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Elected in 1973

“For contributions to the development of the modern science and technology of non-metallic materials.”


RUSTUM ROY was one of the world’s leading materials scientists but also a major moving force in the fields of national and international science policy and of constructive interaction between science, technology, and religion. A very strong advocate of interdisciplinary and integrative learning, he was a brilliant teacher, immensely popular with students and younger faculty, but often regarded with suspicion and even some hostility by senior administrators as a strong force for change that might endanger some of their local bases of power. He was an inspiration to many seeking change to benefit humanity and his passing is a great loss to both science and society.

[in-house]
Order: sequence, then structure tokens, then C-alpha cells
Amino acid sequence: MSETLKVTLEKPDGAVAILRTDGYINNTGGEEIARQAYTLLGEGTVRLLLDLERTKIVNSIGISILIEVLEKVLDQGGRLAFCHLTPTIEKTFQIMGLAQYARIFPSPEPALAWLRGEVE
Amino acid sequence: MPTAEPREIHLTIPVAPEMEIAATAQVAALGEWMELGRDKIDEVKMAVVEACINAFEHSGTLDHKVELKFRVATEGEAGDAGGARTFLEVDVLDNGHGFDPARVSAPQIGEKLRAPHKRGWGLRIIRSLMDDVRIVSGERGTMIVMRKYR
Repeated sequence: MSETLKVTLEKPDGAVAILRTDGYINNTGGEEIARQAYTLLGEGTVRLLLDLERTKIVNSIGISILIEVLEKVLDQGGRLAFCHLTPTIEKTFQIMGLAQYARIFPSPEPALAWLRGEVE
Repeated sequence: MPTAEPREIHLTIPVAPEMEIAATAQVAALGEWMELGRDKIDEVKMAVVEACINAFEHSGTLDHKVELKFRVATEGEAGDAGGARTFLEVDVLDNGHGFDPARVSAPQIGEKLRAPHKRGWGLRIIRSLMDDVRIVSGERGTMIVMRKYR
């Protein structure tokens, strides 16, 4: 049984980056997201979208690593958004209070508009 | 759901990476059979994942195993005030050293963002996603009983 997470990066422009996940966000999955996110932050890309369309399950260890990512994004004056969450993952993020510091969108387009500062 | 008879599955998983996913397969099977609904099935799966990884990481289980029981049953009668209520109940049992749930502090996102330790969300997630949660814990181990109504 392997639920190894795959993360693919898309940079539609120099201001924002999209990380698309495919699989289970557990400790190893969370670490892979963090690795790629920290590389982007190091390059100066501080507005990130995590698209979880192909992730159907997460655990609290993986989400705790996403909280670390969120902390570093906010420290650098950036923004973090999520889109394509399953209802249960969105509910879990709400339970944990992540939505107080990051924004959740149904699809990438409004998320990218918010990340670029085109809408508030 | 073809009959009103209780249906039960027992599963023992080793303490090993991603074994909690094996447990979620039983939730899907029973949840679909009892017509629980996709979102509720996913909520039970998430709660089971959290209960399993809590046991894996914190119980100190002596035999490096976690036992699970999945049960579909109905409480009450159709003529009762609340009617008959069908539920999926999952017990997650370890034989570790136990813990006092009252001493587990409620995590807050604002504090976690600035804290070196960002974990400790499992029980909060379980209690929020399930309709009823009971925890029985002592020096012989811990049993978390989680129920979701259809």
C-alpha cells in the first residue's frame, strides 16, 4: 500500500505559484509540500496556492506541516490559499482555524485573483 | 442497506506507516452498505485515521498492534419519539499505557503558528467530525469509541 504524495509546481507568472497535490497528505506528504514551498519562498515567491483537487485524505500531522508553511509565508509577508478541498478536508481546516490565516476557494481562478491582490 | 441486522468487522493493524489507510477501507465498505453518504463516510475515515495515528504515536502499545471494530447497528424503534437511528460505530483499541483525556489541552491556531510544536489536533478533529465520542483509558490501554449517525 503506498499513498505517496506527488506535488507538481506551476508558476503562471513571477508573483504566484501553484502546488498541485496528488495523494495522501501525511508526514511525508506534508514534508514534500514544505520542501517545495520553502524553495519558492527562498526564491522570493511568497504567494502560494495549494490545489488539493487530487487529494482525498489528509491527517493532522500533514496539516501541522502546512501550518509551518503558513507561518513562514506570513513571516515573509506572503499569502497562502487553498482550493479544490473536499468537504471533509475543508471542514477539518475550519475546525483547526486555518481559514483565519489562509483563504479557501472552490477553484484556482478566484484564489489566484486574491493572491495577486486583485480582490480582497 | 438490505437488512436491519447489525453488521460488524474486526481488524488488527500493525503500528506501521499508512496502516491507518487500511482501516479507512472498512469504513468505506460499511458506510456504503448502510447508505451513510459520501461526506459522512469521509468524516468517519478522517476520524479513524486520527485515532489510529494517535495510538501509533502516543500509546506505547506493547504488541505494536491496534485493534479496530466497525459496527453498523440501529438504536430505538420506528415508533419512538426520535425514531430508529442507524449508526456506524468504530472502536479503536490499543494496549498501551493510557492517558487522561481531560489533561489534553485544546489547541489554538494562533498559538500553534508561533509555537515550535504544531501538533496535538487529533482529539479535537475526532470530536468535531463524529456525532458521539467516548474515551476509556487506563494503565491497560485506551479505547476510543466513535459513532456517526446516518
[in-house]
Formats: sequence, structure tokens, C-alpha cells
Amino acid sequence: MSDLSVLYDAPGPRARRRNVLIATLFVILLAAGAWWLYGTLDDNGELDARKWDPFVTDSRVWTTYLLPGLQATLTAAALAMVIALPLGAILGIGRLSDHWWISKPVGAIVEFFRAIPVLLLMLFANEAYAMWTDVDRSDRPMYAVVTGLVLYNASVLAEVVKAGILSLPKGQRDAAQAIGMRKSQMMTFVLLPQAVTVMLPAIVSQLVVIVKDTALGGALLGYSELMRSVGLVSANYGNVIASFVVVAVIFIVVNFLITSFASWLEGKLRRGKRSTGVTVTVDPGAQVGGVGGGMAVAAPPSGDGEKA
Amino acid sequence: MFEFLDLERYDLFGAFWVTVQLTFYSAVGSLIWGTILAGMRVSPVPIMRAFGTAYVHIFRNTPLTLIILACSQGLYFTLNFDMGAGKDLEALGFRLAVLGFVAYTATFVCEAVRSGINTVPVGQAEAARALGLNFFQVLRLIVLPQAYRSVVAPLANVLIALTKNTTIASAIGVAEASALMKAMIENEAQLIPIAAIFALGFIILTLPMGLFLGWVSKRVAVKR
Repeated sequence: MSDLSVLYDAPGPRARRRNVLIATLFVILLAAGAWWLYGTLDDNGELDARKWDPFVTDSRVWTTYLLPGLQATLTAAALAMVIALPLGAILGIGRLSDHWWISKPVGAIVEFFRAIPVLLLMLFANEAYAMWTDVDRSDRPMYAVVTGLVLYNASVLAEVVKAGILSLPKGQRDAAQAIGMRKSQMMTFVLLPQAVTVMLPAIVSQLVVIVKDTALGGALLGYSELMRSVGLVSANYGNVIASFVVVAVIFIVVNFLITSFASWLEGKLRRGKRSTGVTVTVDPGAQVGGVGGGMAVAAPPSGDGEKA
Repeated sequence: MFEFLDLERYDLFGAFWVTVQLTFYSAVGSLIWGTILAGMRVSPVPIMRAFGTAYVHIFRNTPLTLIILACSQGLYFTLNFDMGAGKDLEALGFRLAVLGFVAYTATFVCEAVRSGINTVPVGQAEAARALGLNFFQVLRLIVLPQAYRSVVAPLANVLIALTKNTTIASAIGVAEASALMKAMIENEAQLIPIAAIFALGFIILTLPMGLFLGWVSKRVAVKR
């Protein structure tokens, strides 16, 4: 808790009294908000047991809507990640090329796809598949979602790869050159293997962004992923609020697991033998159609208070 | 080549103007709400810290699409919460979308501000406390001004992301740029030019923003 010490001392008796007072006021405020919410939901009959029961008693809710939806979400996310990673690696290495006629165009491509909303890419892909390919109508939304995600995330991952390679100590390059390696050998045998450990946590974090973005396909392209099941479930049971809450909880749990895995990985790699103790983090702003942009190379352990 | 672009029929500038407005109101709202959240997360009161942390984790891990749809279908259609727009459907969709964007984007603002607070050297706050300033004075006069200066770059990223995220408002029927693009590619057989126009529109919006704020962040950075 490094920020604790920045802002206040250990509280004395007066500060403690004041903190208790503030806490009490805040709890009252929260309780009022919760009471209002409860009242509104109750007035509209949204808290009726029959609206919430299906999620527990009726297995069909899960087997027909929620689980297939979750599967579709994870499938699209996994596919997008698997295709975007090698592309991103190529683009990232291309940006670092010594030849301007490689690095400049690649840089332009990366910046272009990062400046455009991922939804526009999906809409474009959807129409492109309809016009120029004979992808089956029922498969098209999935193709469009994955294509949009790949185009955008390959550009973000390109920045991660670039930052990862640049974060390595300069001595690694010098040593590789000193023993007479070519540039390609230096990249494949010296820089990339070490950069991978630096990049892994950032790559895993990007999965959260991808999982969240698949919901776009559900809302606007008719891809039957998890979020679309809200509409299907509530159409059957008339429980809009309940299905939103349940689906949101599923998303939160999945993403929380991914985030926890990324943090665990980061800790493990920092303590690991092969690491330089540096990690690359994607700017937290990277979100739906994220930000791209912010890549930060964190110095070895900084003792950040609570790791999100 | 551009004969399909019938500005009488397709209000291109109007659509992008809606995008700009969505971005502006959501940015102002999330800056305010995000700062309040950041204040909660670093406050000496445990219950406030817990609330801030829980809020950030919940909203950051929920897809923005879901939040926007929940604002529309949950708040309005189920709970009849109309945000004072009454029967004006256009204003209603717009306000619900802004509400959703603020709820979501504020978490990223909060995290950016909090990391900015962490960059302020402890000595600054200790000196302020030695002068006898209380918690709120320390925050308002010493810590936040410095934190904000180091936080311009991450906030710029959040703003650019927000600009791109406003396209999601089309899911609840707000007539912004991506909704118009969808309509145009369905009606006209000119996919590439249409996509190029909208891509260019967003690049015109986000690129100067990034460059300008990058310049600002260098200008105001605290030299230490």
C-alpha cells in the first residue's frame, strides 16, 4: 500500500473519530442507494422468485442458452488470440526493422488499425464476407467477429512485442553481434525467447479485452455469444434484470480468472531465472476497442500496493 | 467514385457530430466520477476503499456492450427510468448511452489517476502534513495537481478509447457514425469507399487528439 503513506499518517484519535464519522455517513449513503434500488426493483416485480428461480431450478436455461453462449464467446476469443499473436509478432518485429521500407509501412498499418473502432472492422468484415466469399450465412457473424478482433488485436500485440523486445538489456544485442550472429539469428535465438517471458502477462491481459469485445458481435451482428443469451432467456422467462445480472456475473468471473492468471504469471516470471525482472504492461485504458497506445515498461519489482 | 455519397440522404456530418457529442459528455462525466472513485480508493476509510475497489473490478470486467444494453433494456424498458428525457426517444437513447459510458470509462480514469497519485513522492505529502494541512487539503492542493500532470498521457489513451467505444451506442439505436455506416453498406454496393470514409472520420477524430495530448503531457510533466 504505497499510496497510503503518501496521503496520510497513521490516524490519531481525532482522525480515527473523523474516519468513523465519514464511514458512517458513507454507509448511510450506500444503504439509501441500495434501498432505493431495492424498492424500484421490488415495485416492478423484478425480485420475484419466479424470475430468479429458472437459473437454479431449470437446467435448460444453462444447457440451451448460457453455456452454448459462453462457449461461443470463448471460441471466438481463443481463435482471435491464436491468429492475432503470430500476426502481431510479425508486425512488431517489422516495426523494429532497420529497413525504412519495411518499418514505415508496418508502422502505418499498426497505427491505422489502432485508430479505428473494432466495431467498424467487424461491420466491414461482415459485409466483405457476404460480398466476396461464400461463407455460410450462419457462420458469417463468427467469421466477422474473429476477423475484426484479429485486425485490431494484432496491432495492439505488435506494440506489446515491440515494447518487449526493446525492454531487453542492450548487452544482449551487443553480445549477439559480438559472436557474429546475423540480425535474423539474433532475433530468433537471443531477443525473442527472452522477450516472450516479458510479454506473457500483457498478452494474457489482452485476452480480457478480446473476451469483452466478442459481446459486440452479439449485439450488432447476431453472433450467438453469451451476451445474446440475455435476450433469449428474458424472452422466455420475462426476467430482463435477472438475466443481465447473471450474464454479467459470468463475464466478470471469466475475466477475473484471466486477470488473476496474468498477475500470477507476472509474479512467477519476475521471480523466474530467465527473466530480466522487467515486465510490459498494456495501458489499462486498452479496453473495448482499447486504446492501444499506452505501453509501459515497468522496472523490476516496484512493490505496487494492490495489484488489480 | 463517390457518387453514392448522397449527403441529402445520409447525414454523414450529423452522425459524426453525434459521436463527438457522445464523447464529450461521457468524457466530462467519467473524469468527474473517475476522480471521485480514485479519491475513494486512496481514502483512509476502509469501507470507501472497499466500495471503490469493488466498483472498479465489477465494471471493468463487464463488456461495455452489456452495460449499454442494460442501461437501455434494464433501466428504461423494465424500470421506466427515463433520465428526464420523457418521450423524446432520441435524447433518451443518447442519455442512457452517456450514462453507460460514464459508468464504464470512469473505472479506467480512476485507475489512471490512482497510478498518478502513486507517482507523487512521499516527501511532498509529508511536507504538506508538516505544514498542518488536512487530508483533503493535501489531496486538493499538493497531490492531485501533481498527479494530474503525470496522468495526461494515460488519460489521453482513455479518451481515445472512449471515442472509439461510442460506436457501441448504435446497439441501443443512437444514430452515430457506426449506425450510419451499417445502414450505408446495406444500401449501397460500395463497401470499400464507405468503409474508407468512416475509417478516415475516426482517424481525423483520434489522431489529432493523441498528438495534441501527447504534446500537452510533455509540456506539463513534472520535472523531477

Rustum was born in Ranchi Bihar province in India on July 3, 1924. The family was very well connected, and an early meeting with the great Mahatma Gandhi left a very deep and lasting influence on Roy, which helped embed his lifelong dedication to molding scientific endeavor to benefit the needs of society. Rustum took a Cambridge School Certificate from Saint Paul’s School Darjeeling, then a B.Sc. (Honors) and an M.Sc. in chemistry at Patna University in 1944, followed by a Ph.D. in ceramic science from the Pennsylvania State University in 1948. He joined the Penn State faculty as a research associate in 1950 and then as an assistant professor in 1951, rising rapidly

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